Sure, the sun warms the earth and provides us with daylight, but did you know it can also help us tell time? That’s right! Before people had clocks or watches, they told time using sundials—which rely on the sun, shadows, and direction in relation to the Earth’s axis. Now you can make one for yourself.
- Analog (not digital) watch or clock
- Ruler Square of cardboard with sides 12” or longer
- Cardboard paper towel tube
- Tape or hot glue
- Dark-colored marker
What to Do:
1. Place the cardboard in a sunny, flat location in the garden or yard.
2. Use your ruler to find the center of the cardboard square, stand the paper towel tube on one end at the center point, then fasten it in place with tape. (Or, you can do this inside with a hot glue gun, before you head out to the garden.)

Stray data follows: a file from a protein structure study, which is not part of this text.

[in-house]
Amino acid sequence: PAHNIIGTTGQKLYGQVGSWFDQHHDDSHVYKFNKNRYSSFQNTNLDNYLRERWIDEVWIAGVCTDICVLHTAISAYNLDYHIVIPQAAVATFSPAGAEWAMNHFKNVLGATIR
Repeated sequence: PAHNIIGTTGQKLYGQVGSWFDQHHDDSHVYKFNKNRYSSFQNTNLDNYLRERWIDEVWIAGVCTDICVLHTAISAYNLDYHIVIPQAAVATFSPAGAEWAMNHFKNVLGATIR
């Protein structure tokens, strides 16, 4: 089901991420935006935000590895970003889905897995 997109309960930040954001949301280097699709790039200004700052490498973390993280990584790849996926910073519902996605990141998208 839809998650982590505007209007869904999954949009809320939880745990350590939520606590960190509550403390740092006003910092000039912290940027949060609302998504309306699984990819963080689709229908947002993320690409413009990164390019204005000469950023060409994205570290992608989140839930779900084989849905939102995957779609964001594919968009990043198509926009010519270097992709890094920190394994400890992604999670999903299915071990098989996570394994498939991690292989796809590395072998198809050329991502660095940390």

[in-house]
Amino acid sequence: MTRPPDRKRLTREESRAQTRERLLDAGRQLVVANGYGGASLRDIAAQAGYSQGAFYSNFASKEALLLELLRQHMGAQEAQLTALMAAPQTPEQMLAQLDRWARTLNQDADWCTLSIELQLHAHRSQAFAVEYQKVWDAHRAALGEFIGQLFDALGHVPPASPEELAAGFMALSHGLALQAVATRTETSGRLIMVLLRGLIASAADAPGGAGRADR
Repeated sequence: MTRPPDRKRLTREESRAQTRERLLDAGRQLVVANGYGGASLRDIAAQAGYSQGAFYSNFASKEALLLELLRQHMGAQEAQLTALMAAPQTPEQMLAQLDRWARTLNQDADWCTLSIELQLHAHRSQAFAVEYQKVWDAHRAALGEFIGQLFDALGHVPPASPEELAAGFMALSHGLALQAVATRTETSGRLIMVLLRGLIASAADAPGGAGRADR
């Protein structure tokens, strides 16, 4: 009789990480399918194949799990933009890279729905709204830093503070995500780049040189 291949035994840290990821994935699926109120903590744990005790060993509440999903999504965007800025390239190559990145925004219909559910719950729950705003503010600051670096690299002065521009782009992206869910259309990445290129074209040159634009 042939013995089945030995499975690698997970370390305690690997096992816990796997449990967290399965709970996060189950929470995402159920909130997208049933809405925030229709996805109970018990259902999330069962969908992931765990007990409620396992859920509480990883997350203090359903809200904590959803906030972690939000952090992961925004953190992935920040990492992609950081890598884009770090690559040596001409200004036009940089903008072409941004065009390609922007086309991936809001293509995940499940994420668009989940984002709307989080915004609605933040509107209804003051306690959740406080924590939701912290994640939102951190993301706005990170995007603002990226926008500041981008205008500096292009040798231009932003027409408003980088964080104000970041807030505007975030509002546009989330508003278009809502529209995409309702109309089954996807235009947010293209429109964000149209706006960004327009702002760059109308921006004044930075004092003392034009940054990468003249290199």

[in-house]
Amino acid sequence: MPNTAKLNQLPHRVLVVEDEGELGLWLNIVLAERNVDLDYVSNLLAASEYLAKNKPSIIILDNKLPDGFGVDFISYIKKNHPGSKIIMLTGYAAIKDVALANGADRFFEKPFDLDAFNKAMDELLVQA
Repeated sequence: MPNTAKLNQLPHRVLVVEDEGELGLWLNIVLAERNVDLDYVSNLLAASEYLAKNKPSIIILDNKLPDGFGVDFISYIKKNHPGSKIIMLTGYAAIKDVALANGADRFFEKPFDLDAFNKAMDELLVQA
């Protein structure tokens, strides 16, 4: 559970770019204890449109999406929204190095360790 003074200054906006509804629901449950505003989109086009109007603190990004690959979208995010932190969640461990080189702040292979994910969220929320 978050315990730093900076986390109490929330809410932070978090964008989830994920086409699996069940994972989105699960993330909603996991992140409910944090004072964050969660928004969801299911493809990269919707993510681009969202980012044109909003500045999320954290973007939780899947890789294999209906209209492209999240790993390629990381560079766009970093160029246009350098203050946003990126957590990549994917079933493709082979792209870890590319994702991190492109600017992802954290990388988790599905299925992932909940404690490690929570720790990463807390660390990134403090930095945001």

3. At noon, look for the shadow on the cardboard and place a thumbtack at the end of the shadow. Use your ruler to help you draw a line between the tube and the thumbtack. This line represents 12:00.
4. Set the timer for an hour. When it goes off, repeat step 3 and draw a new line to mark the new time. Repeat until you have marks for all of the daylight hours.
Be sure to mark the exact position and direction of your sundial if you need to take it inside in case of rain; otherwise, it won’t work when you put it back outside. Interested in creating a more permanent sundial? Experiment with other objects with flat, round tops (like an old terracotta plant saucer or tree stump), along with leftover lumber and some paint. For more sundial activities, ideas, and info, download Telling Time: No Clock Necessary!